California Seating Lawsuits Meeting Resistance, But Employers Shouldn't Sit Idly By
California lawsuits by employees seeking damages and injunctive relief for the alleged failure to provide suitable seating at work, on the rise since early this year, are meeting increased resistance from the courts. Such cases have been brought against retail grocers, pharmacies, wholesale chains, and clothing stores, among others. In July, a federal court dismissed a lawsuit against Bank of America concluding that the Bank was only required to provide seats to employees if they requested them, and that the plaintiffs provided no evidence that they requested such seats. On Monday of this week, a California state court went even further, declaring, in a case against Whole Foods Market, that the statute on which these suits were being pursued in the first place is unconstitutional.
That act, the California Private Attorney General's Act, or "PAGA," permits private counsel to prosecute Labor Code violations on the public's behalf. And, California Labor Code section 1198 prohibits employers from violating Industrial Wage Commission ("IWC") Wage Orders, which in turn with limited exception require employers to provide employees with suitable seats if the nature of their work allows. Using PAGA, Plaintiffs have alleged they should be entitled to damages and penalties for the alleged Labor Code violation and to obtain seats at work.
So, now with PAGA's validity being questioned, what does that mean for employers?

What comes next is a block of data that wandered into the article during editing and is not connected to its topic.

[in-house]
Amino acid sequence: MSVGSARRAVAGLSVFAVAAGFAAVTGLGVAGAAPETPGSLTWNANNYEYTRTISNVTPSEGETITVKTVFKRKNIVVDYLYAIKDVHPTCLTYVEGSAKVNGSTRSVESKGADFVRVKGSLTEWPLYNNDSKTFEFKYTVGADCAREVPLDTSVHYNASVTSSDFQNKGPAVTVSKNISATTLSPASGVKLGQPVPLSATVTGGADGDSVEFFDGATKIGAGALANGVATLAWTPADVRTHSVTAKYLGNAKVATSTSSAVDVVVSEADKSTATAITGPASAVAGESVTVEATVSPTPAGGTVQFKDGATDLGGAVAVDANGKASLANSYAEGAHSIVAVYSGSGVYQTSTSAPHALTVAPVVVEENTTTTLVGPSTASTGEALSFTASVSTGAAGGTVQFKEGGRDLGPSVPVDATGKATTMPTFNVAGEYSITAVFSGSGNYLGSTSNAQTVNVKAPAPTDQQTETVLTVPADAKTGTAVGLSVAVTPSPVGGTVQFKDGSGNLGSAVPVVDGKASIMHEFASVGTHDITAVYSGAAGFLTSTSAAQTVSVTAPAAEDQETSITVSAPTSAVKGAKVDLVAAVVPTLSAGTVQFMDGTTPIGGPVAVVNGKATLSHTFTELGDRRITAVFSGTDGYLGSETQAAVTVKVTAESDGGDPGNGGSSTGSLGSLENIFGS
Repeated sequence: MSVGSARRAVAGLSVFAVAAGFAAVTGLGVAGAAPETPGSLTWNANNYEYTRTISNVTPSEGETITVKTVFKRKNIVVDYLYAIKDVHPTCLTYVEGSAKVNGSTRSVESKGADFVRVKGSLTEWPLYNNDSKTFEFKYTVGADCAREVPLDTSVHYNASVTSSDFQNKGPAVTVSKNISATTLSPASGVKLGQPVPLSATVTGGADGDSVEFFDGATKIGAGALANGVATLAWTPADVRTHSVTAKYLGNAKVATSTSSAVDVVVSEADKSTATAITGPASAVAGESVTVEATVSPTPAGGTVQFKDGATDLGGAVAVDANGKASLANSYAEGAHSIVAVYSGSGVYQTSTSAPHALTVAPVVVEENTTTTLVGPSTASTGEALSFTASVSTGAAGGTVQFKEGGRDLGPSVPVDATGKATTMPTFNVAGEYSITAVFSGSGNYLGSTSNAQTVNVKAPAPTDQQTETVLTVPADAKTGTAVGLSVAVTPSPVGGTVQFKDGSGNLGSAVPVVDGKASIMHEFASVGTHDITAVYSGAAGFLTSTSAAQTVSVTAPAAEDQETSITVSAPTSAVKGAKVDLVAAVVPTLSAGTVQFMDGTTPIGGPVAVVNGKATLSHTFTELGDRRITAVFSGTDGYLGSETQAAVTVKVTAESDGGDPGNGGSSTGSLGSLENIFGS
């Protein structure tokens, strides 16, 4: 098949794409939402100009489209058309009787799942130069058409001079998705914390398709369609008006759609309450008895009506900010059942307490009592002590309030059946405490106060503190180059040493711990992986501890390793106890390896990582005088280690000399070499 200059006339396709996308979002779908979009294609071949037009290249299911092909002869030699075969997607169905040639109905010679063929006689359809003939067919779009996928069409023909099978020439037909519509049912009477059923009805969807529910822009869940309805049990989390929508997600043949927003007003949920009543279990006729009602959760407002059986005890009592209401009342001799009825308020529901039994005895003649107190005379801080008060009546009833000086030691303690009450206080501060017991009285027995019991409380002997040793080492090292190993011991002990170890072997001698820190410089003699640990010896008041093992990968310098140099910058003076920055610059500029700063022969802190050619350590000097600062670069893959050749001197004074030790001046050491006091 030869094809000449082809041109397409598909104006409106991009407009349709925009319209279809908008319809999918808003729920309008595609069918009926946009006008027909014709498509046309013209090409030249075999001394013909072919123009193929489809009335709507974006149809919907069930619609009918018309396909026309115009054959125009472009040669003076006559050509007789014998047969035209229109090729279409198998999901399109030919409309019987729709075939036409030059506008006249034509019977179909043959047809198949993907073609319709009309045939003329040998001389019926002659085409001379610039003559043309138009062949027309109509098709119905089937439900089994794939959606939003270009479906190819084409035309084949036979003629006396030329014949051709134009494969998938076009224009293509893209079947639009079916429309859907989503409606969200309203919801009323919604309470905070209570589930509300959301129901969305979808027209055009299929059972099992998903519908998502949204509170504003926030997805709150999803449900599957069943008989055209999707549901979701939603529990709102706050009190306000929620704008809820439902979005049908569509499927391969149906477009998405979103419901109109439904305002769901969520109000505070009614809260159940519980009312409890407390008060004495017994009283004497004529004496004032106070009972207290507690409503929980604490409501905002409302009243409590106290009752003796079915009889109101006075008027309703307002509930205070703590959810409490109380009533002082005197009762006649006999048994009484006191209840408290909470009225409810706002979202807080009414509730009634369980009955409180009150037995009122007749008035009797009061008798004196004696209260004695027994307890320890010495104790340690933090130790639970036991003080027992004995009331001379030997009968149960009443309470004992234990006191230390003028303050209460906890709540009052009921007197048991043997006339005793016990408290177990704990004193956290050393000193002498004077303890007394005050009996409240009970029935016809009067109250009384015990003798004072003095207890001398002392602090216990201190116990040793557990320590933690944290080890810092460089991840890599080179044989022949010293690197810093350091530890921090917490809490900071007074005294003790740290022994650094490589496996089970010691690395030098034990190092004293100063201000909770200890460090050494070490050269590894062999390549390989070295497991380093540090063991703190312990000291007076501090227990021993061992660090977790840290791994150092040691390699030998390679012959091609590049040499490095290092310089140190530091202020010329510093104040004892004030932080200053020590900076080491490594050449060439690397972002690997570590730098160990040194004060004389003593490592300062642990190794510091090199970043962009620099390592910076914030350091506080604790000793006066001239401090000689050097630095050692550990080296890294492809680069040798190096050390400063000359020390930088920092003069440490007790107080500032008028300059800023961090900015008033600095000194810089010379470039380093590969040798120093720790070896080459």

In the short term, the Whole Foods ruling could mean fewer seating lawsuits as employees and their counsel evaluate the implications of that decision. But typically, plaintiffs' class action lawyers are not so easily deterred. Indeed, on the very same day the Whole Foods ruling was issued, a PAGA-based seating case was filed against Abercrombie & Fitch. In the long term, the court's ruling, if upheld on appeal, may eliminate seating lawsuits; or it may have the effect of endorsing these suits if the Court of Appeal overturns the decision. In the meantime, employers should not sit idly by waiting to find out. Taking active steps now reduces the chance of facing a seating lawsuit while the PAGA issue is on appeal, or after the appeal is over, assuming that the Court of Appeal gives its blessing for PAGA-based seating lawsuits to continue.
A good first step for employers is to find out about California's laws regarding seating for employees. A past Crowell & Moring client alert published in May 2011 on this subject provides concise guidance. This includes, but is not limited to, assessing the nature of the work duties and making determinations about whether the nature of the respective jobs reasonably permits the use of seats, and whether there is some reason that seating cannot reasonably be provided to employees awaiting active engagement. If further information is desired, or if an employer wishes to assess its risk on the issue, or discuss additional steps that it can take to avoid litigation, employers should contact a member of Crowell & Moring's Labor & Employment employment group. Crowell & Moring's Labor & Employment attorneys work closely with Crowell & Moring's retail industry practice group, established to counsel and represent a broad spectrum of clients in the retail industry, including wholesale and specialty retailers, department stores, and "big-box" retailers across the United States and internationally.
For more information, please contact the professional(s) listed below, or your regular Crowell & Moring contact.